The Hobbit or there and back again by J.R.R. Tolkien
(many editions extant)
The third instalment of Peter Jackson's Hobbit trilogy has just been released, and though I haven't yet seen it, the stories I've heard of it, and my view of the first two films, have led me to revisit the book.
All of Jackson's Tolkien films have focused more on the swordplay than the singing, and while they are fine films in themselves, they are not a complete version of Tolkien’s vision. Whole sections of the Lord of the Rings were missing from the film version – Tom Bombadil anyone?
After seeing the first two instalments of the Hobbit, and remembering my reading of the book decades ago, I felt that Jackson had wilfully mangled the story to create his Hollywood Blockbuster. He has, but not in the way I had thought.
While Jackson has merged and muddled some of the action in the Hobbit, his major mangling of the story concerns its focus. The Hobbit films has become a story about Thorin Oakenshield rather than Bilbo Baggins. In the book Bilbo quickly gains the respect of the Dwarves, and in many ways becomes the leader of the expedition, with Thorin only showing glimpses of the heroism he shows in the movie (The whole Azog storyline from the film, which sets Thorin up as the King, is invented by Jackson).
The mood of the book is ignored by the film: the book was of course initially written for children, but the “little England” feel to the writing and the gentle nature of much of the action is totally lost in the film version.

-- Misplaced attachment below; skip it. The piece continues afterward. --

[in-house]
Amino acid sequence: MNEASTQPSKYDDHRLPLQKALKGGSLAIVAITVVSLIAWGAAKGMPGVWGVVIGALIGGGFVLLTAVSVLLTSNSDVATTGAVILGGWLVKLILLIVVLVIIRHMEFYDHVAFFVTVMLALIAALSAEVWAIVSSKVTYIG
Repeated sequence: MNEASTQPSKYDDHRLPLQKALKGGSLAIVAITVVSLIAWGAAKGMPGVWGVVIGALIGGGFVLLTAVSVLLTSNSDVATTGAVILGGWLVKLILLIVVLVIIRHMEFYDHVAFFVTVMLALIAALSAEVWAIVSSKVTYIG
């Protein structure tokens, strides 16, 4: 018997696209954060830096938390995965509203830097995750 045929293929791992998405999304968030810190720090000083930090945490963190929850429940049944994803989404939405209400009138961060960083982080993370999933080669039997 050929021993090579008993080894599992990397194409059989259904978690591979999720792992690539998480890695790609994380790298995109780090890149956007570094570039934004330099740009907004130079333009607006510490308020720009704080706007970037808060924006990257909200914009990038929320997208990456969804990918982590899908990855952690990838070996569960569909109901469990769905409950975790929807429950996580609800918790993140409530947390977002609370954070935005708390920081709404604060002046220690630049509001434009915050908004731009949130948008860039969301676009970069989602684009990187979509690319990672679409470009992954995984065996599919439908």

Jackson has also been very conscious of setting up these Hobbit films as precursors to the Ring Trilogy – while Bilbo does discover the ring in The Hobbit, Tolkien does little to set up his future book (in fact I think he hadn’t yet considered publishing more about Middle Earth when the Hobbit was written). So Jackson expands on the brief mentions of the Necromancer and Radagast in the novel to help set up the rise of Sauron for The Lord of the Rings.
Tolkien is not by any stretch of the imagination a great writer – he certainly has imagined a magnificent world, but his writing can be stilted and shallow – at times the reader can see what Tolkien wants to express, but his writing can be clumsy. The film fares better in this regard as there is no need to describe scenery or action, although Jackson has inserted some Hollywood schmaltz, mostly in Gandalf’s lines (viz “true courage is about knowing not when to take a life, but when to spare one.” et. al.).
If you’ve done a binge-watch of the movies, it’s worth heading back to the book, as I did, to find a more relaxed, less supercharged version of Middle-Earth.
Cheers for now, from
A View Over the Bell